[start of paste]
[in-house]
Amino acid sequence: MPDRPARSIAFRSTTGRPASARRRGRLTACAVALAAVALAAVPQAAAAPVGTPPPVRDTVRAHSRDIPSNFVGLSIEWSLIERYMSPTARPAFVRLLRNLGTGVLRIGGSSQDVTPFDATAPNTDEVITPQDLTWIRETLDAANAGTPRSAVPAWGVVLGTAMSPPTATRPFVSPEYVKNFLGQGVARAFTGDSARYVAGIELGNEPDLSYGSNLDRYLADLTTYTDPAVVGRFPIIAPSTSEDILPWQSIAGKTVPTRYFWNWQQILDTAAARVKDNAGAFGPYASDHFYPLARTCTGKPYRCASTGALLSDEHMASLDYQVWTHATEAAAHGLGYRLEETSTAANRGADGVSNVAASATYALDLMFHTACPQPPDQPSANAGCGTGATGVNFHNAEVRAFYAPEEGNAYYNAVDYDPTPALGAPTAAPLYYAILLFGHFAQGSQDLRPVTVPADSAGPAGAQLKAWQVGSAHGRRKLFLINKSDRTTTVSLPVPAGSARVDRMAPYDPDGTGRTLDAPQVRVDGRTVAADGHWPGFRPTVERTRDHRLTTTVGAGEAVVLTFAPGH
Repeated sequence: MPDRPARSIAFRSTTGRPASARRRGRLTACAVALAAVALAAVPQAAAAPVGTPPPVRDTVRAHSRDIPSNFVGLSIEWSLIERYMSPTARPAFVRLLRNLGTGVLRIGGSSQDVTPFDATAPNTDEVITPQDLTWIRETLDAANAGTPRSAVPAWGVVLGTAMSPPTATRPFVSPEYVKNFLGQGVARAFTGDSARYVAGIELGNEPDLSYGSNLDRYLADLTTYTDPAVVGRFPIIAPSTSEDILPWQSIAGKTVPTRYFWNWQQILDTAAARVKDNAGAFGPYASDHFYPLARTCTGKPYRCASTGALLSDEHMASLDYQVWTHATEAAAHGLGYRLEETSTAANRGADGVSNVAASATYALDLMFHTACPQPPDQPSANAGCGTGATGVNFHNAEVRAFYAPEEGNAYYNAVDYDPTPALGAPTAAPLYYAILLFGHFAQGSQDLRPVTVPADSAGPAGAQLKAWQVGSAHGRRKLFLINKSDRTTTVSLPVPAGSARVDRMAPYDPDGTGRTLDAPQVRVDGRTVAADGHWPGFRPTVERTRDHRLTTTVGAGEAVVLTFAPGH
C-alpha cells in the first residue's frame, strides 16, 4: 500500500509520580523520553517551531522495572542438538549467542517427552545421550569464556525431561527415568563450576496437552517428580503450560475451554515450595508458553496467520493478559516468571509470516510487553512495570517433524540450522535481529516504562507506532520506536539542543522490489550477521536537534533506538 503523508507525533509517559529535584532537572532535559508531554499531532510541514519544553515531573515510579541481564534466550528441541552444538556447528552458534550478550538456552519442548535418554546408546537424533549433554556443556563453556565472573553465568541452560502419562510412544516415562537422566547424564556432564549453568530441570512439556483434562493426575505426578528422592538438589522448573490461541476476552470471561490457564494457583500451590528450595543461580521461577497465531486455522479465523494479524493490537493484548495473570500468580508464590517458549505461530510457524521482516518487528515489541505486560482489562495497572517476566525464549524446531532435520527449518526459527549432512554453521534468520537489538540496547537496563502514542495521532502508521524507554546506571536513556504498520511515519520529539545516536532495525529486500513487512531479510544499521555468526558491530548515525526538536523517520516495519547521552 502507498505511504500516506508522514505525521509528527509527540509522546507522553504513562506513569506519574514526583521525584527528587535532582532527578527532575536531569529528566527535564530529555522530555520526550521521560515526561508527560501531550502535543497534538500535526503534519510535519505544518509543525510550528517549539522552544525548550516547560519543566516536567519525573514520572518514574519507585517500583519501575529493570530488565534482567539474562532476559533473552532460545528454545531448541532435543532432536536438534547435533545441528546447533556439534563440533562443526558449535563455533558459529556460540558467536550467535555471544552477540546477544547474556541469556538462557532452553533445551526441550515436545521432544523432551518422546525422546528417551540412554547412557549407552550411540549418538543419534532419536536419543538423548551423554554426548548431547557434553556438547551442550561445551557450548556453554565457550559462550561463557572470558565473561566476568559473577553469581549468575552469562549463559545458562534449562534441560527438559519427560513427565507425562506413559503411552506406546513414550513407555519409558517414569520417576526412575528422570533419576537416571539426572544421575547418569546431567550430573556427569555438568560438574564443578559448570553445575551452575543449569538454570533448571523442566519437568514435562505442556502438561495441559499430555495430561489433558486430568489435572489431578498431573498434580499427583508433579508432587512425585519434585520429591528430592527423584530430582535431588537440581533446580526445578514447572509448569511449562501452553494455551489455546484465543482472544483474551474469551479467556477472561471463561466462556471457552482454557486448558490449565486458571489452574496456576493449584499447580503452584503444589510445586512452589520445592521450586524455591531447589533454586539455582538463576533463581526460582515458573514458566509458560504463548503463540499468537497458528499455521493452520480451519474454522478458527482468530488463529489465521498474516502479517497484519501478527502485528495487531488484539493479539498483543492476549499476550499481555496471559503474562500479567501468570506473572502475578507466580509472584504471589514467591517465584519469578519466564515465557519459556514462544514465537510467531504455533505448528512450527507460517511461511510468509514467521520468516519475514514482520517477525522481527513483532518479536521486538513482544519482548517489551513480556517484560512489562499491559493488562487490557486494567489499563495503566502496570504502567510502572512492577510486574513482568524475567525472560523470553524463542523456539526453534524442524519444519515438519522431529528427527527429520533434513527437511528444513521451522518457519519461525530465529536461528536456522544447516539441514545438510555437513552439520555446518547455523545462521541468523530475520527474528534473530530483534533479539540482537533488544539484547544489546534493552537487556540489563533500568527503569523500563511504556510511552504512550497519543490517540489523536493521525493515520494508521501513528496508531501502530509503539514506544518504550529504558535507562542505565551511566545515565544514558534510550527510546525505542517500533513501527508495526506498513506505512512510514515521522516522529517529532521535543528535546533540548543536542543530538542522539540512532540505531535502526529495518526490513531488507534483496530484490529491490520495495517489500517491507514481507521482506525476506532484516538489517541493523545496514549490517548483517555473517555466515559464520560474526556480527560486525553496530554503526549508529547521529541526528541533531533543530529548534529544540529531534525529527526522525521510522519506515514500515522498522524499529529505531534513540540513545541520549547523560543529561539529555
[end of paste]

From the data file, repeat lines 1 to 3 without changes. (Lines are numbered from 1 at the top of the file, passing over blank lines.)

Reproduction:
[in-house]
Amino acid sequence: MPDRPARSIAFRSTTGRPASARRRGRLTACAVALAAVALAAVPQAAAAPVGTPPPVRDTVRAHSRDIPSNFVGLSIEWSLIERYMSPTARPAFVRLLRNLGTGVLRIGGSSQDVTPFDATAPNTDEVITPQDLTWIRETLDAANAGTPRSAVPAWGVVLGTAMSPPTATRPFVSPEYVKNFLGQGVARAFTGDSARYVAGIELGNEPDLSYGSNLDRYLADLTTYTDPAVVGRFPIIAPSTSEDILPWQSIAGKTVPTRYFWNWQQILDTAAARVKDNAGAFGPYASDHFYPLARTCTGKPYRCASTGALLSDEHMASLDYQVWTHATEAAAHGLGYRLEETSTAANRGADGVSNVAASATYALDLMFHTACPQPPDQPSANAGCGTGATGVNFHNAEVRAFYAPEEGNAYYNAVDYDPTPALGAPTAAPLYYAILLFGHFAQGSQDLRPVTVPADSAGPAGAQLKAWQVGSAHGRRKLFLINKSDRTTTVSLPVPAGSARVDRMAPYDPDGTGRTLDAPQVRVDGRTVAADGHWPGFRPTVERTRDHRLTTTVGAGEAVVLTFAPGH
Repeated sequence: MPDRPARSIAFRSTTGRPASARRRGRLTACAVALAAVALAAVPQAAAAPVGTPPPVRDTVRAHSRDIPSNFVGLSIEWSLIERYMSPTARPAFVRLLRNLGTGVLRIGGSSQDVTPFDATAPNTDEVITPQDLTWIRETLDAANAGTPRSAVPAWGVVLGTAMSPPTATRPFVSPEYVKNFLGQGVARAFTGDSARYVAGIELGNEPDLSYGSNLDRYLADLTTYTDPAVVGRFPIIAPSTSEDILPWQSIAGKTVPTRYFWNWQQILDTAAARVKDNAGAFGPYASDHFYPLARTCTGKPYRCASTGALLSDEHMASLDYQVWTHATEAAAHGLGYRLEETSTAANRGADGVSNVAASATYALDLMFHTACPQPPDQPSANAGCGTGATGVNFHNAEVRAFYAPEEGNAYYNAVDYDPTPALGAPTAAPLYYAILLFGHFAQGSQDLRPVTVPADSAGPAGAQLKAWQVGSAHGRRKLFLINKSDRTTTVSLPVPAGSARVDRMAPYDPDGTGRTLDAPQVRVDGRTVAADGHWPGFRPTVERTRDHRLTTTVGAGEAVVLTFAPGH